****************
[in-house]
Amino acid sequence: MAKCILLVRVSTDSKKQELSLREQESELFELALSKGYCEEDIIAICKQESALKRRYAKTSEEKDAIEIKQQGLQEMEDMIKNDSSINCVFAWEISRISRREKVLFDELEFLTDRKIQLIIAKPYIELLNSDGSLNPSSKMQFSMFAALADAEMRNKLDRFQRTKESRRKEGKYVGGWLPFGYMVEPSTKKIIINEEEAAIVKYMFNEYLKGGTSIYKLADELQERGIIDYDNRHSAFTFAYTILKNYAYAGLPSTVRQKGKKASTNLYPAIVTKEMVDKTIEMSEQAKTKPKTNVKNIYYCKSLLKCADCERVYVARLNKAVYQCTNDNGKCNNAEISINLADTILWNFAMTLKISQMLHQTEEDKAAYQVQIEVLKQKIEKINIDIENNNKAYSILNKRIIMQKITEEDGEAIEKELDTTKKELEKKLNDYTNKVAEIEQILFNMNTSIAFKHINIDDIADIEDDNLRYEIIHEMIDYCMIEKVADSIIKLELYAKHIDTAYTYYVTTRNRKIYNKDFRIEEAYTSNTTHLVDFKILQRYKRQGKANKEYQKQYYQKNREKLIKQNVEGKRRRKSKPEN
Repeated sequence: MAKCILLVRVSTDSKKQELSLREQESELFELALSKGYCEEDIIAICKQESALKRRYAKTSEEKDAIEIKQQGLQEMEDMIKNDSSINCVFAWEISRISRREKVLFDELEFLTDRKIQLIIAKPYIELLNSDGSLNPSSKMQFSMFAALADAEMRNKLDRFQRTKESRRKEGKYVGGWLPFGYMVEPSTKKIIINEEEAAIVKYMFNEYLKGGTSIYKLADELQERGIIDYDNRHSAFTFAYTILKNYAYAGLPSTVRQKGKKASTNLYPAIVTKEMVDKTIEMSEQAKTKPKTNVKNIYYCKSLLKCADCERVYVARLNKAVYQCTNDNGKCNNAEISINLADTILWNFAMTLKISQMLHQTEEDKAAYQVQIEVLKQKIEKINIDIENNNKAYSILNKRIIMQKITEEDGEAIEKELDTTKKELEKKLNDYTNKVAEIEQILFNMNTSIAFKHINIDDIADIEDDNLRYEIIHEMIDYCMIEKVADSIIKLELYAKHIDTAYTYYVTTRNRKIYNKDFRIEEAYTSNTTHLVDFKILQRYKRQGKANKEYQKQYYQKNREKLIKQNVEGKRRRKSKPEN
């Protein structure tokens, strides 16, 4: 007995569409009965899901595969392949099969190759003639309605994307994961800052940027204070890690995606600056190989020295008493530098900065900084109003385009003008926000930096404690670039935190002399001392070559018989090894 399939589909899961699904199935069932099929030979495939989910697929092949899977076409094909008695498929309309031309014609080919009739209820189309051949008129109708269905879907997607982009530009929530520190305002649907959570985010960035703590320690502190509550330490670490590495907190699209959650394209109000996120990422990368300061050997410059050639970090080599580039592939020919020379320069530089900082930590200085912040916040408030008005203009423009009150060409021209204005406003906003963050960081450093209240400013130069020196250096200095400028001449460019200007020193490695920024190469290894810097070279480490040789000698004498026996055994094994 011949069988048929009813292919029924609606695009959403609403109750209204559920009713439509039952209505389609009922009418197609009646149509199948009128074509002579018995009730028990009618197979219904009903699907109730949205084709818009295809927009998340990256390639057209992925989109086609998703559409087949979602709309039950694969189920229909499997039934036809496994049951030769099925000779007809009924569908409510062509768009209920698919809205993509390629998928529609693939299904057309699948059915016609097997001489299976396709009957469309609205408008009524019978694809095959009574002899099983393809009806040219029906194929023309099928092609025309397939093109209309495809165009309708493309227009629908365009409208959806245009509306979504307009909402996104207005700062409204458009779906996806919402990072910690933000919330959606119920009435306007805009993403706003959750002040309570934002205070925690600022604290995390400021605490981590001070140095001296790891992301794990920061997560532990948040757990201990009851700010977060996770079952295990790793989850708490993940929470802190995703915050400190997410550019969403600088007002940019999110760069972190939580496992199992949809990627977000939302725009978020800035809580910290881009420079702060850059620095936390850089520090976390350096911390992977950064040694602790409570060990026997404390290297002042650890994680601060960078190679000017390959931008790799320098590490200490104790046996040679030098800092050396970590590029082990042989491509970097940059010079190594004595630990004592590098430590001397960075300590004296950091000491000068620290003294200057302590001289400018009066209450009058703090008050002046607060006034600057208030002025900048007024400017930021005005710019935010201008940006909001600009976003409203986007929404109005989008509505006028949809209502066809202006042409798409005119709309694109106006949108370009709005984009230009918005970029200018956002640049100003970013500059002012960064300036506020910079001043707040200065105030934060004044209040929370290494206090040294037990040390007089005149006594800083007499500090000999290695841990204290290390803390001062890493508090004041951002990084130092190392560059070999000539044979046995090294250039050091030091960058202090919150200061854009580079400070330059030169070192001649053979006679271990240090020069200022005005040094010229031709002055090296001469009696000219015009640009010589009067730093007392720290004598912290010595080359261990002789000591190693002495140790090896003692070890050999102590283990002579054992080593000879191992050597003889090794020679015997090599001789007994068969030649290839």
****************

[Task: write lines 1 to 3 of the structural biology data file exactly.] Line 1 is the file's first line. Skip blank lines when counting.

[in-house]
Amino acid sequence: MAKCILLVRVSTDSKKQELSLREQESELFELALSKGYCEEDIIAICKQESALKRRYAKTSEEKDAIEIKQQGLQEMEDMIKNDSSINCVFAWEISRISRREKVLFDELEFLTDRKIQLIIAKPYIELLNSDGSLNPSSKMQFSMFAALADAEMRNKLDRFQRTKESRRKEGKYVGGWLPFGYMVEPSTKKIIINEEEAAIVKYMFNEYLKGGTSIYKLADELQERGIIDYDNRHSAFTFAYTILKNYAYAGLPSTVRQKGKKASTNLYPAIVTKEMVDKTIEMSEQAKTKPKTNVKNIYYCKSLLKCADCERVYVARLNKAVYQCTNDNGKCNNAEISINLADTILWNFAMTLKISQMLHQTEEDKAAYQVQIEVLKQKIEKINIDIENNNKAYSILNKRIIMQKITEEDGEAIEKELDTTKKELEKKLNDYTNKVAEIEQILFNMNTSIAFKHINIDDIADIEDDNLRYEIIHEMIDYCMIEKVADSIIKLELYAKHIDTAYTYYVTTRNRKIYNKDFRIEEAYTSNTTHLVDFKILQRYKRQGKANKEYQKQYYQKNREKLIKQNVEGKRRRKSKPEN
Repeated sequence: MAKCILLVRVSTDSKKQELSLREQESELFELALSKGYCEEDIIAICKQESALKRRYAKTSEEKDAIEIKQQGLQEMEDMIKNDSSINCVFAWEISRISRREKVLFDELEFLTDRKIQLIIAKPYIELLNSDGSLNPSSKMQFSMFAALADAEMRNKLDRFQRTKESRRKEGKYVGGWLPFGYMVEPSTKKIIINEEEAAIVKYMFNEYLKGGTSIYKLADELQERGIIDYDNRHSAFTFAYTILKNYAYAGLPSTVRQKGKKASTNLYPAIVTKEMVDKTIEMSEQAKTKPKTNVKNIYYCKSLLKCADCERVYVARLNKAVYQCTNDNGKCNNAEISINLADTILWNFAMTLKISQMLHQTEEDKAAYQVQIEVLKQKIEKINIDIENNNKAYSILNKRIIMQKITEEDGEAIEKELDTTKKELEKKLNDYTNKVAEIEQILFNMNTSIAFKHINIDDIADIEDDNLRYEIIHEMIDYCMIEKVADSIIKLELYAKHIDTAYTYYVTTRNRKIYNKDFRIEEAYTSNTTHLVDFKILQRYKRQGKANKEYQKQYYQKNREKLIKQNVEGKRRRKSKPEN